I may break down and treat myself to a brand new mixer. Heck, I may even splurge and go for the Kitchenaid hand mixer (the low end one, not the high end one) if only because I can get it in red (fire engine) or flamingo pink (loud).

How cool is the thought of making a lemon tart using a fire engine red or loud flamingo pink mixer?

I thought I was being clever when I posted the photos on my Facebook page yesterday and said there had to be a moral to this story. Apparently I was tempting the gods of Baking by my lighthearted approach. About the time I slid the second batch (four loaves to a batch) into the oven, I called Warren from the shop and asked him, "Do you smell something electrical?"

Yes, he did. And so did I. But there was no smoke, no lights going out, and nothing seemingly amiss, so he went back to work and I went on with cleanup while the bread baked.

The first two loaves (smaller) finished on time. Five minutes later the third loaf finished. But the fourth loaf (the largest of the batch) was taking forever. Truly forever. I would set the timer for 5 more minutes, check the loaf when the timer went off, and set it for 5 more. After some 15 minutes of this, I scrabbled around for an oven thermometer and stuck it in alongside the loaf. When the timer went off again, I checked the thermometer.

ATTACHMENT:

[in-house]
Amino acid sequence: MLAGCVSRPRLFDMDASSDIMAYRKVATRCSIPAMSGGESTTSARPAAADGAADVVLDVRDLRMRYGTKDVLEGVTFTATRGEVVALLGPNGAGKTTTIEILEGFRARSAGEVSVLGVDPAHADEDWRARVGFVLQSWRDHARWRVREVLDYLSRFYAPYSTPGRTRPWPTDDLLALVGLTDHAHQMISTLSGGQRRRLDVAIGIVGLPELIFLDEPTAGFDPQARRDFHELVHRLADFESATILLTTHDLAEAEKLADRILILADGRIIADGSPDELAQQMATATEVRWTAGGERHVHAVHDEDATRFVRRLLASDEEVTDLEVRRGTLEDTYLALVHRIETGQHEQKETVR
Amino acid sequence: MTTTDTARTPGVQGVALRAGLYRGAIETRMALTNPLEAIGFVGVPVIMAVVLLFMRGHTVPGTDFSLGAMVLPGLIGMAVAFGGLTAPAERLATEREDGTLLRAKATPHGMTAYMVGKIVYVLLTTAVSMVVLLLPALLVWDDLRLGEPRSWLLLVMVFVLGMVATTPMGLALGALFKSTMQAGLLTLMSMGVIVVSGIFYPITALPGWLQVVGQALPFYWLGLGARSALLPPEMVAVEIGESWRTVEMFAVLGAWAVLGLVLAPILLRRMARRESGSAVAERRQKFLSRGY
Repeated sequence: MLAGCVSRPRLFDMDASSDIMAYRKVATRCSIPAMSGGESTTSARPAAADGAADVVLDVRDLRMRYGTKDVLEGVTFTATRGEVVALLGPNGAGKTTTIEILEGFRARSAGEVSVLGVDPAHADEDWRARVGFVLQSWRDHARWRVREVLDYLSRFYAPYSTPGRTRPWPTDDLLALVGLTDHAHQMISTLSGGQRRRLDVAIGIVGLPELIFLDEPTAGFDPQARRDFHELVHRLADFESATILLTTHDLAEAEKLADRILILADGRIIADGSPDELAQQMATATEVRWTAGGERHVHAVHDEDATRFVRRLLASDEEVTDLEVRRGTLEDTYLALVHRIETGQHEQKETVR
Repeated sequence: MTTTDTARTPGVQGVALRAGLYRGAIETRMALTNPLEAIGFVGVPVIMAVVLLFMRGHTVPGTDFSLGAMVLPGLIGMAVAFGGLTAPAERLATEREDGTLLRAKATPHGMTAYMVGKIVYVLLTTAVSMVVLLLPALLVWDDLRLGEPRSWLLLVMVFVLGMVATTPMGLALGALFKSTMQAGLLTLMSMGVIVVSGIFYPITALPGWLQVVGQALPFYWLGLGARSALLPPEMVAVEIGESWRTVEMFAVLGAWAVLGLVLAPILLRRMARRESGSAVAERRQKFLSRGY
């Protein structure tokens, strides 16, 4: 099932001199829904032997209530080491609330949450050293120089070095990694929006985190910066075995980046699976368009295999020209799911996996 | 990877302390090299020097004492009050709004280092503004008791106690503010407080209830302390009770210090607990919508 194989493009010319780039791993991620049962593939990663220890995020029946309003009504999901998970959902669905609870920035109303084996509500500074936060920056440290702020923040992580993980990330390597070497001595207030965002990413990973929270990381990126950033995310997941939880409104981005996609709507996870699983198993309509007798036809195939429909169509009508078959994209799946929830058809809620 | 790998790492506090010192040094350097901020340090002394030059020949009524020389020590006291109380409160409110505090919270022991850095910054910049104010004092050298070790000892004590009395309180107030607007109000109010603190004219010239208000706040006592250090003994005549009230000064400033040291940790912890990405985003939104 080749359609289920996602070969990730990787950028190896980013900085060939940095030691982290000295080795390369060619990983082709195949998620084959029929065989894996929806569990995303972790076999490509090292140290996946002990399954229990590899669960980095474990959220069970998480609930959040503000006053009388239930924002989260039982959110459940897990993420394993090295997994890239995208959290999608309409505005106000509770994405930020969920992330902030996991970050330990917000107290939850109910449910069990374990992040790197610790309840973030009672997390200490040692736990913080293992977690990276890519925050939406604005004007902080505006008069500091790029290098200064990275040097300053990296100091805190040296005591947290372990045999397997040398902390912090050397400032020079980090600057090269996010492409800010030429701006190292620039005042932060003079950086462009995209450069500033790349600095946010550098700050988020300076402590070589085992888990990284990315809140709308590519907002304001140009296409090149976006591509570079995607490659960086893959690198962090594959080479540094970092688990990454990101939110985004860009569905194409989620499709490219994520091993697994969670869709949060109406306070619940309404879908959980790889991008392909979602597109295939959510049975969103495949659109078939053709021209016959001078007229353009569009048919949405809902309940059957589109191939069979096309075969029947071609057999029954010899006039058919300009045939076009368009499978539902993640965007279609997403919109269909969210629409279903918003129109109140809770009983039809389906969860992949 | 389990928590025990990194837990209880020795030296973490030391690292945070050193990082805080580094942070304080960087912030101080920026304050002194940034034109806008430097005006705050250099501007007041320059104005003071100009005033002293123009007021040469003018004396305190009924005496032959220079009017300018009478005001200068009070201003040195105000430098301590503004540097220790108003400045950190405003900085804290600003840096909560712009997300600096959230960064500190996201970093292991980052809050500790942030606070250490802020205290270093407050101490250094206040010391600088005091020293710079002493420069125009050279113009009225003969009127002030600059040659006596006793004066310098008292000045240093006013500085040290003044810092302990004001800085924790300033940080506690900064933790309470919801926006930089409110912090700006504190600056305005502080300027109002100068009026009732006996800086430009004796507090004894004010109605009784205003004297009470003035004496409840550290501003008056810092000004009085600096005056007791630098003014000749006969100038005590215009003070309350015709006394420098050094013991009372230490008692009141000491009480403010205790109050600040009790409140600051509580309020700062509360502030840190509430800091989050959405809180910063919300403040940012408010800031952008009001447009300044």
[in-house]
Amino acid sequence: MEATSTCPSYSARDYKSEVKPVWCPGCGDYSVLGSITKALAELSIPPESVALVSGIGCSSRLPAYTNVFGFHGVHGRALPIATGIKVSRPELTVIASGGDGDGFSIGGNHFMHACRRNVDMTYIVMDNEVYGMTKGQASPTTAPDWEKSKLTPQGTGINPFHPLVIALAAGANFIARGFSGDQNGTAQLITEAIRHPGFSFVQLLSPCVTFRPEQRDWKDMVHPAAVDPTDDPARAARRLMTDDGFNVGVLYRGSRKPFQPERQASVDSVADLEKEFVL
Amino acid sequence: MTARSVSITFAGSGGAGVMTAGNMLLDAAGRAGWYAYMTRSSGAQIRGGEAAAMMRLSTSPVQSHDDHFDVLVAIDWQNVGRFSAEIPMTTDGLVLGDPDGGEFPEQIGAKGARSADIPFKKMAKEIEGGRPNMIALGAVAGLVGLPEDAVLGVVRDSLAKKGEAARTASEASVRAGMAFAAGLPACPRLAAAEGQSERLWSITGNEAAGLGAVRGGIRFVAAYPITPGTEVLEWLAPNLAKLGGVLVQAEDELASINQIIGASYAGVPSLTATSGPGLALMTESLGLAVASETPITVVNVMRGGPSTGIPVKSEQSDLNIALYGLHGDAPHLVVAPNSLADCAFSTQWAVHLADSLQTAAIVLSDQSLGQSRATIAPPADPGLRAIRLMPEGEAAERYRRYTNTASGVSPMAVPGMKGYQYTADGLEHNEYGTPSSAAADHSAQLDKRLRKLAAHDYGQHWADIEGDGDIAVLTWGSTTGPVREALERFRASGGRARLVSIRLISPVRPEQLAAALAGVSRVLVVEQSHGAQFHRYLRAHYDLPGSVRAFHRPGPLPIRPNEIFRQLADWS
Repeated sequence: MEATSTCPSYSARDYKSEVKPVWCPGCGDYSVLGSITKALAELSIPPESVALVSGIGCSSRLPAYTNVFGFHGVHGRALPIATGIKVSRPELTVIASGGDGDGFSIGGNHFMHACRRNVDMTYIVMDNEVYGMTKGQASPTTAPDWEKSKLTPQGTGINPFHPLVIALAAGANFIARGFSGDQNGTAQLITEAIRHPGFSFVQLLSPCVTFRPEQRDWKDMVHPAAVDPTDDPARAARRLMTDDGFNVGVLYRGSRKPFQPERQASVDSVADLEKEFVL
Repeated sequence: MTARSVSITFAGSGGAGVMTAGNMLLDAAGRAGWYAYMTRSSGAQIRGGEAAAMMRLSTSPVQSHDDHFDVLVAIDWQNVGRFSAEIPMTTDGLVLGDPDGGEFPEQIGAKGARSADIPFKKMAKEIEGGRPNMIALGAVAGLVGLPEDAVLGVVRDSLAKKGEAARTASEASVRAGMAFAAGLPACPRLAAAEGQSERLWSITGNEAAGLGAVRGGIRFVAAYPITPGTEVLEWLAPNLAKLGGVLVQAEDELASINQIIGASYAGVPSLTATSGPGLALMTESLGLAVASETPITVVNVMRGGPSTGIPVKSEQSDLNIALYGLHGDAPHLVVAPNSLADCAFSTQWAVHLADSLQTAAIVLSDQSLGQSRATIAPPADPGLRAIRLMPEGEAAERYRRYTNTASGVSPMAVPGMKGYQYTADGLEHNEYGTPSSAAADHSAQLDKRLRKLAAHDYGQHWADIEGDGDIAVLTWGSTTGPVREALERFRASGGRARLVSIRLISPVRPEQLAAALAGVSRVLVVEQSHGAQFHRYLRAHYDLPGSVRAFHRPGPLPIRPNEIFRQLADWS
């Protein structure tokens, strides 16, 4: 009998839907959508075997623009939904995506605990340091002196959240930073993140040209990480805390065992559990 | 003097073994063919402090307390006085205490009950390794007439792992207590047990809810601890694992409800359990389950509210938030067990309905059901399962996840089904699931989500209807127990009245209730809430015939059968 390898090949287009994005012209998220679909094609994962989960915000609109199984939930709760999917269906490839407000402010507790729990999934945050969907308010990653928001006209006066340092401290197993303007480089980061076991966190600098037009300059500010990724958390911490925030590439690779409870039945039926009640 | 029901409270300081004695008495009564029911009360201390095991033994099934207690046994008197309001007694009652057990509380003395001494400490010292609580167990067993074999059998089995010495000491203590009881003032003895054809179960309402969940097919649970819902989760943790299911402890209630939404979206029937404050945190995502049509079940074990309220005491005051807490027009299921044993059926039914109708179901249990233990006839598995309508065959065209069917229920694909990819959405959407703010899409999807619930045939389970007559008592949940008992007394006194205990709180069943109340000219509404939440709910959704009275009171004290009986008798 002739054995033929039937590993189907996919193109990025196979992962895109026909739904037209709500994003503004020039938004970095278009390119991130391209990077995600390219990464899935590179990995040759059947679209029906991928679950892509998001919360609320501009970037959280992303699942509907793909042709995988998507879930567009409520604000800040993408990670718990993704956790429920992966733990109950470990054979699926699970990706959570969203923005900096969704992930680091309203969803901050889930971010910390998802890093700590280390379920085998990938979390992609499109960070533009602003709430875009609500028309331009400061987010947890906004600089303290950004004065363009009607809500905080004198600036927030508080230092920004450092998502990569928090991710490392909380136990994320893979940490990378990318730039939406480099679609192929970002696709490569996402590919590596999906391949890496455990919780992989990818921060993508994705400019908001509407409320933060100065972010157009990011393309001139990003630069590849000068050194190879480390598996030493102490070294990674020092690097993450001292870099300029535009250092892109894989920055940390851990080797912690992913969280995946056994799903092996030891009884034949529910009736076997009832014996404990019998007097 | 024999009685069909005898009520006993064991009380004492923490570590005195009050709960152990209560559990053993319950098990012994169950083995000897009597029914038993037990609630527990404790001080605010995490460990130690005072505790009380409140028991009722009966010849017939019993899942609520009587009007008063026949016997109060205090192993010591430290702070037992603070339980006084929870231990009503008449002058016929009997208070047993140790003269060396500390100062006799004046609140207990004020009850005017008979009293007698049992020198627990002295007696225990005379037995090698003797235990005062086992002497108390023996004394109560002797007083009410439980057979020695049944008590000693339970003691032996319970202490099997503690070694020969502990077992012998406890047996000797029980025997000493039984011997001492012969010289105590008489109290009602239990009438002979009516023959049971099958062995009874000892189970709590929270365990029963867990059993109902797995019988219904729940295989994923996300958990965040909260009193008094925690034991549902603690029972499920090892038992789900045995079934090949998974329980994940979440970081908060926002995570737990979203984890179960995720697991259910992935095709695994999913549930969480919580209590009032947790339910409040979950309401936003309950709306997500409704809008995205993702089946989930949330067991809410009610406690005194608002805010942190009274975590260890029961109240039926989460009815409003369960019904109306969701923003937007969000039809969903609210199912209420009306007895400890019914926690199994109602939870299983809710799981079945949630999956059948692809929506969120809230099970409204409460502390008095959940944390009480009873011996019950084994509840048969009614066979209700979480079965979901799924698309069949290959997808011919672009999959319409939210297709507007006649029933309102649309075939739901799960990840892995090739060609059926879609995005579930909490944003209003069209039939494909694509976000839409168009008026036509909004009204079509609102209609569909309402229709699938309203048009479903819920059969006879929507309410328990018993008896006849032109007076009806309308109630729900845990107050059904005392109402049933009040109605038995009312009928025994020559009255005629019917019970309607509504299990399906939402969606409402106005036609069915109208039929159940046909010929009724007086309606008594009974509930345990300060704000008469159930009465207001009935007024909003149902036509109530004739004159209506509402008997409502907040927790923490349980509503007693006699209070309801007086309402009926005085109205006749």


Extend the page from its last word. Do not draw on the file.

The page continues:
250º.  75 degrees cooler than the 325º that loaf should have been baking at. And that was when the terrible truth hit me. That little electrical smell from an hour ago? That was the smell of the baking element breathing its last.

A word about the oven. Warren's parents bought that oven around 1970 (by his best recollection). It is a 40" GE model with a small bake oven next to the regular oven. The stovetop has the conventional four burner arrangement, with extra workspace on top thanks to the width. In the almost five years I have lived in this house, I have baked hundreds of breads, cake, pies, quiches, tarts, and cookies, to name a few, in that oven. I have roasted chickens and turkeys galore. I have baked thousands of pieces of biscotti.

I love this oven. I would be bereft without this oven. And I was terrified that due to its age, parts would be impossible to procure.
The little oven is to the left in this photo. 

When I posted the newest disaster news on Facebook, friends quickly responded with links for parts. Three hours later, we had a new baking element ordered. In fact, we had two new baking elements ordered, the second being for the little side oven, which has not been available for baking all this time because of a faulty element.

The parts ship out tomorrow from Tennessee, so we should be up and operational by the end of the week. I am giddy at the thought of having two (Two!—Count 'em!—TWO!) ovens.

Thomas Jefferson famously wrote, "I cannot live without my books." My variation would be, "I cannot live without my books or my oven."

Fortunately, I don't have to live without either.